The internet is abuzz about the new patent application from Airbus that reveals a concept which stacks passengers on top of each other – think bunk beds in coach class. The revelation conjures up images of ‘cattle cars’ and ‘sardines’, while renewing petitions for legislation to protect a minimum airline seat size. But is the popular narrative true that greedy airlines continue to cram in passengers like turkey stuffing, to extract as much profit as possible? Yes. But passengers are in favor of it – if it means keeping the cost of air travel down.
Patent applications like the one Airbus just filed are nothing new. Airlines and seat manufacturing companies always try to come up with creative new ways to fit in more passengers, such as the saddle seat and the hexagon concept. Airbus was quick to point out that they file hundreds of these kinds of patents each year, and the patent does not mean the new seats will be on your next flight. But would this really be such a bad idea?
Complaining about cramped air travel has become one of America’s favorite pastimes. It is true that seat size and passenger space has been declining while the average American traveler’s girth has been increasing. The seat pitch, which is the measurement from one point of a seat to the same point on the next seat, has shrunk 2 to 5 inches since 1985, while seat width has also shrunk a couple of inches.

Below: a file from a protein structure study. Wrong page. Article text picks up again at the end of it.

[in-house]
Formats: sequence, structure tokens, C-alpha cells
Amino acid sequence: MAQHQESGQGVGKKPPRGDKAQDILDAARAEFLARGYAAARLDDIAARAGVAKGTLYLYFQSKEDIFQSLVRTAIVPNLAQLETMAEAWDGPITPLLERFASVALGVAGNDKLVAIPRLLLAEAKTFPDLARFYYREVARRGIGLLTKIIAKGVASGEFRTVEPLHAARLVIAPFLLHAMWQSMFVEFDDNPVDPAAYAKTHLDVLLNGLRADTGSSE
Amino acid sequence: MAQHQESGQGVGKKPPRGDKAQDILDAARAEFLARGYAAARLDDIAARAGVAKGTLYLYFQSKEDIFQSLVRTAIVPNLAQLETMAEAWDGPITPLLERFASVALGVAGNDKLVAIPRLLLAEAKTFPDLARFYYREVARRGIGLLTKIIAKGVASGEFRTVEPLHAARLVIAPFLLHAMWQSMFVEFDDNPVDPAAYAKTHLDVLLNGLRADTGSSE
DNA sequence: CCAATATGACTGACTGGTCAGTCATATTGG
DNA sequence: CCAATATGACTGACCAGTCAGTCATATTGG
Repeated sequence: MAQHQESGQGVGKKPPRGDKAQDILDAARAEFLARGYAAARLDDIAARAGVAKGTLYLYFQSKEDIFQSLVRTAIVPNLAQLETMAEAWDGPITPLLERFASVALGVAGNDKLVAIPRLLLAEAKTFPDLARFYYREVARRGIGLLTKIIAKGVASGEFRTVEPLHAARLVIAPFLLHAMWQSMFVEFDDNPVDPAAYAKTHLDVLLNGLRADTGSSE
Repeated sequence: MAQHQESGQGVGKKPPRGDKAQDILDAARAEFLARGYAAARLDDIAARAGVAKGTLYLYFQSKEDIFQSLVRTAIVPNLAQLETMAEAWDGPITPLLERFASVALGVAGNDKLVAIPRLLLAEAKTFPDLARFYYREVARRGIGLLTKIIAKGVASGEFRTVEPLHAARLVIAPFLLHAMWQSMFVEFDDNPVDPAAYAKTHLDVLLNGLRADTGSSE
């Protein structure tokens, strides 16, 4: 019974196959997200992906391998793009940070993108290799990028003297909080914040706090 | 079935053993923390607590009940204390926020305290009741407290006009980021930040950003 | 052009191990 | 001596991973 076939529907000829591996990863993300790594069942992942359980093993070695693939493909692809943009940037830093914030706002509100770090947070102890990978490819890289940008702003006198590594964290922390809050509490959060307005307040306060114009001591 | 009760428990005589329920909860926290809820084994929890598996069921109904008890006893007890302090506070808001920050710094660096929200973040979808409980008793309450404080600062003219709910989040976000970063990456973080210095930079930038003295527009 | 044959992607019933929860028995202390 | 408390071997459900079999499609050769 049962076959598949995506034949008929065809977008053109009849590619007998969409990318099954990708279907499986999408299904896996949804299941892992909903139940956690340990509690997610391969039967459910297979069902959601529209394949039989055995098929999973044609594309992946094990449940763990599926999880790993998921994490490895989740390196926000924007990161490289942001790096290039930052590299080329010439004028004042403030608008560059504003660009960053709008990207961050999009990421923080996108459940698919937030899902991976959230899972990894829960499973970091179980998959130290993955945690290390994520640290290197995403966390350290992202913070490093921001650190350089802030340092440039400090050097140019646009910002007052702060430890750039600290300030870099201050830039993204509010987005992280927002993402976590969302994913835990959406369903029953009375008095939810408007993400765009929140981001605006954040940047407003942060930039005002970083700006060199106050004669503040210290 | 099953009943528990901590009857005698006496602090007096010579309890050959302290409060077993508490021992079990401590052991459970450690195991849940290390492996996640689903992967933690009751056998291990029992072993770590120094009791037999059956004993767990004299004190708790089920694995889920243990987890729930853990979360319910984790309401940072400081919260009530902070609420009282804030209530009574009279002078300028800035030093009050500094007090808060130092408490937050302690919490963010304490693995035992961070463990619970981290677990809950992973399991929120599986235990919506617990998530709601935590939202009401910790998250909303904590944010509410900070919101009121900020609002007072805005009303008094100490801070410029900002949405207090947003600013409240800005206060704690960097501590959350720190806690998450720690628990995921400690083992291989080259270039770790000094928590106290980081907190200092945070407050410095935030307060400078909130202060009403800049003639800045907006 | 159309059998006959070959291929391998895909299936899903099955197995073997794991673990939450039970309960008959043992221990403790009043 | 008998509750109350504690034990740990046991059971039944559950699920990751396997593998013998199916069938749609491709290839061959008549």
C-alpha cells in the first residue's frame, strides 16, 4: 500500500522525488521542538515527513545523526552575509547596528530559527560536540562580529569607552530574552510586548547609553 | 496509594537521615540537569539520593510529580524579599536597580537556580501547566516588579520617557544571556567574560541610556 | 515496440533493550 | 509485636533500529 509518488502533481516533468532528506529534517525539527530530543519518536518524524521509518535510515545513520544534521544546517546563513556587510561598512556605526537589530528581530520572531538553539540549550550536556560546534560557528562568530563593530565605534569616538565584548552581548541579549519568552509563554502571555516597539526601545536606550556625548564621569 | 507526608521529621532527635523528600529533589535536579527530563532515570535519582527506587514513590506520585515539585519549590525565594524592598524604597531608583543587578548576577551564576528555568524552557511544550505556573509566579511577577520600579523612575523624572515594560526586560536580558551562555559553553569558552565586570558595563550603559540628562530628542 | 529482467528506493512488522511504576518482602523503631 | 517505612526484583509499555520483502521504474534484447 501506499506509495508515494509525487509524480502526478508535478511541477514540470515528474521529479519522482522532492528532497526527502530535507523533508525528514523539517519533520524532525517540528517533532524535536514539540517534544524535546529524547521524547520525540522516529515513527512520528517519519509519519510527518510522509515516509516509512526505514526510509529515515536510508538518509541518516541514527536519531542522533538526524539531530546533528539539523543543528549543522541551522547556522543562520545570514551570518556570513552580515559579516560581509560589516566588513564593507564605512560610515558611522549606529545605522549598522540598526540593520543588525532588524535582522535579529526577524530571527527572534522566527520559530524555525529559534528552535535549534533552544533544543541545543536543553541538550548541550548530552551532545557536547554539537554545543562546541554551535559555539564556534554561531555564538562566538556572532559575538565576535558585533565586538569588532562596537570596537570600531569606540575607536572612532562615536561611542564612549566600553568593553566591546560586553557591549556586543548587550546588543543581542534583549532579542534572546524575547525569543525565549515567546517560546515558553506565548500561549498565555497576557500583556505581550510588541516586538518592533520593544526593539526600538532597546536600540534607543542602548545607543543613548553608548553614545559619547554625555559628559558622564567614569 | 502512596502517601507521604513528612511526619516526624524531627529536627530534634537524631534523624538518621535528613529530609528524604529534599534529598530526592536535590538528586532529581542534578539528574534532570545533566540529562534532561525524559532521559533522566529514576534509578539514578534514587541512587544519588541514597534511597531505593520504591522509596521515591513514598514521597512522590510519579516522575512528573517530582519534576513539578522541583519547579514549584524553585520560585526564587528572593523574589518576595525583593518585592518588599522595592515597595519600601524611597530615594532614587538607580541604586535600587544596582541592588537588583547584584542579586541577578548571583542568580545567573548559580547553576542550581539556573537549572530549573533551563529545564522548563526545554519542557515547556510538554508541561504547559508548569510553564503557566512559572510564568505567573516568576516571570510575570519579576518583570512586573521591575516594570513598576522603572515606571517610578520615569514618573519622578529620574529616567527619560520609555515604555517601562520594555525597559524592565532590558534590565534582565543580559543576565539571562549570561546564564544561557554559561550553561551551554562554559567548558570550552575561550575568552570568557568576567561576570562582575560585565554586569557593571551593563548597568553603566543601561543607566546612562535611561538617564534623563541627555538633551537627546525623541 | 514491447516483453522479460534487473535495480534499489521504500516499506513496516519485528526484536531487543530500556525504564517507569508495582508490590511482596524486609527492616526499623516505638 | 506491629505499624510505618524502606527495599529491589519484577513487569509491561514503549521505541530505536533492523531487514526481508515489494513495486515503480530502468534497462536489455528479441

Of course, the upside to all of this is that cost has come down…dramatically. Since 1985, the cost of an average domestic round-trip ticket has declined by an inflation-adjusted 30%! This is even after the airline deregulation that took place in the seventies. Going back just a few more years to 1978, we find that ticket prices have been nearly cut in half!
This leads us to a basic concept in economics. There are things we don’t like, or more accurately things we all wish we had or had more of, such as legroom on an airplane. The question is, at what cost? Alternatively, ask yourself how much are you willing to pay for that extra legroom?